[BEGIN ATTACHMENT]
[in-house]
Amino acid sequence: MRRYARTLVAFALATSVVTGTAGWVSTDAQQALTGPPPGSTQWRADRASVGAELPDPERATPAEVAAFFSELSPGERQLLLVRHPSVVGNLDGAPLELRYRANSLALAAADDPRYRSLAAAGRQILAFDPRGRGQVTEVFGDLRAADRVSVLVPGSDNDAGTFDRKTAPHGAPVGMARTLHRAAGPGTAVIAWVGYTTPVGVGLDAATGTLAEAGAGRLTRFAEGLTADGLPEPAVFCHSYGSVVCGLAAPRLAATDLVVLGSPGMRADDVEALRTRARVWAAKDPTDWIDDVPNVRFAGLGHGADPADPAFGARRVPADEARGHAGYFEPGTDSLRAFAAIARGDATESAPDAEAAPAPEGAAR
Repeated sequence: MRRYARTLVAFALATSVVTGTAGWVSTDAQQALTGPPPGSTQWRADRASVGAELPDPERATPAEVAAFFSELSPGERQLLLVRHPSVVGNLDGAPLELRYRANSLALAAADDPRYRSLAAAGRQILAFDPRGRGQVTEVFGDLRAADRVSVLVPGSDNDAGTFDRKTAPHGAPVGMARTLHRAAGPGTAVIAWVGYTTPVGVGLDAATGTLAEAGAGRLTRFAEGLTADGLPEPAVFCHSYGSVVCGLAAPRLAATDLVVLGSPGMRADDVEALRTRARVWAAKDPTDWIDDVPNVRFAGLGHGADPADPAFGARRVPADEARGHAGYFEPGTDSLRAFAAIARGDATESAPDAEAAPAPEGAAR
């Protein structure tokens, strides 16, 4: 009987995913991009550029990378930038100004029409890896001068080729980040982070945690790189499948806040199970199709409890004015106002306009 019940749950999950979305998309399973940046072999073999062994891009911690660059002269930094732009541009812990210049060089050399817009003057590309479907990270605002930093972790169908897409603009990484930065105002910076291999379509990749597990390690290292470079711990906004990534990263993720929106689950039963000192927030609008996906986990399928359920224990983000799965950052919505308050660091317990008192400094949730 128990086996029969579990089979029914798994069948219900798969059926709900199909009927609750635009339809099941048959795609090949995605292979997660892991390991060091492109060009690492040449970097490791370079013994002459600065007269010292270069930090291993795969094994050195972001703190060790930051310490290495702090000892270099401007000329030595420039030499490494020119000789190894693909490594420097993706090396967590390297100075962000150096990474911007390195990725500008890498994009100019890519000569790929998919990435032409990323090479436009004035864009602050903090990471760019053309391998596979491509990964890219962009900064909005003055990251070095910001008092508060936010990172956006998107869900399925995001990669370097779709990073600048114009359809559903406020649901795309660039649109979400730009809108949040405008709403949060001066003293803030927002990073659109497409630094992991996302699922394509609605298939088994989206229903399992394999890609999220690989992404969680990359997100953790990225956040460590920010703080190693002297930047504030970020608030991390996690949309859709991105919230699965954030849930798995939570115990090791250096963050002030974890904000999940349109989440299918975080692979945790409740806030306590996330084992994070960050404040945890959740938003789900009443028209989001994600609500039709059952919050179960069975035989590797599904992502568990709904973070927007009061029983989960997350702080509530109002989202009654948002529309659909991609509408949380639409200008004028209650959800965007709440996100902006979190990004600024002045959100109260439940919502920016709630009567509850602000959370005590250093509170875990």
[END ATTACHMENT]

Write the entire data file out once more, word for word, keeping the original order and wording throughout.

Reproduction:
[in-house]
Amino acid sequence: MRRYARTLVAFALATSVVTGTAGWVSTDAQQALTGPPPGSTQWRADRASVGAELPDPERATPAEVAAFFSELSPGERQLLLVRHPSVVGNLDGAPLELRYRANSLALAAADDPRYRSLAAAGRQILAFDPRGRGQVTEVFGDLRAADRVSVLVPGSDNDAGTFDRKTAPHGAPVGMARTLHRAAGPGTAVIAWVGYTTPVGVGLDAATGTLAEAGAGRLTRFAEGLTADGLPEPAVFCHSYGSVVCGLAAPRLAATDLVVLGSPGMRADDVEALRTRARVWAAKDPTDWIDDVPNVRFAGLGHGADPADPAFGARRVPADEARGHAGYFEPGTDSLRAFAAIARGDATESAPDAEAAPAPEGAAR
Repeated sequence: MRRYARTLVAFALATSVVTGTAGWVSTDAQQALTGPPPGSTQWRADRASVGAELPDPERATPAEVAAFFSELSPGERQLLLVRHPSVVGNLDGAPLELRYRANSLALAAADDPRYRSLAAAGRQILAFDPRGRGQVTEVFGDLRAADRVSVLVPGSDNDAGTFDRKTAPHGAPVGMARTLHRAAGPGTAVIAWVGYTTPVGVGLDAATGTLAEAGAGRLTRFAEGLTADGLPEPAVFCHSYGSVVCGLAAPRLAATDLVVLGSPGMRADDVEALRTRARVWAAKDPTDWIDDVPNVRFAGLGHGADPADPAFGARRVPADEARGHAGYFEPGTDSLRAFAAIARGDATESAPDAEAAPAPEGAAR
């Protein structure tokens, strides 16, 4: 009987995913991009550029990378930038100004029409890896001068080729980040982070945690790189499948806040199970199709409890004015106002306009 019940749950999950979305998309399973940046072999073999062994891009911690660059002269930094732009541009812990210049060089050399817009003057590309479907990270605002930093972790169908897409603009990484930065105002910076291999379509990749597990390690290292470079711990906004990534990263993720929106689950039963000192927030609008996906986990399928359920224990983000799965950052919505308050660091317990008192400094949730 128990086996029969579990089979029914798994069948219900798969059926709900199909009927609750635009339809099941048959795609090949995605292979997660892991390991060091492109060009690492040449970097490791370079013994002459600065007269010292270069930090291993795969094994050195972001703190060790930051310490290495702090000892270099401007000329030595420039030499490494020119000789190894693909490594420097993706090396967590390297100075962000150096990474911007390195990725500008890498994009100019890519000569790929998919990435032409990323090479436009004035864009602050903090990471760019053309391998596979491509990964890219962009900064909005003055990251070095910001008092508060936010990172956006998107869900399925995001990669370097779709990073600048114009359809559903406020649901795309660039649109979400730009809108949040405008709403949060001066003293803030927002990073659109497409630094992991996302699922394509609605298939088994989206229903399992394999890609999220690989992404969680990359997100953790990225956040460590920010703080190693002297930047504030970020608030991390996690949309859709991105919230699965954030849930798995939570115990090791250096963050002030974890904000999940349109989440299918975080692979945790409740806030306590996330084992994070960050404040945890959740938003789900009443028209989001994600609500039709059952919050179960069975035989590797599904992502568990709904973070927007009061029983989960997350702080509530109002989202009654948002529309659909991609509408949380639409200008004028209650959800965007709440996100902006979190990004600024002045959100109260439940919502920016709630009567509850602000959370005590250093509170875990």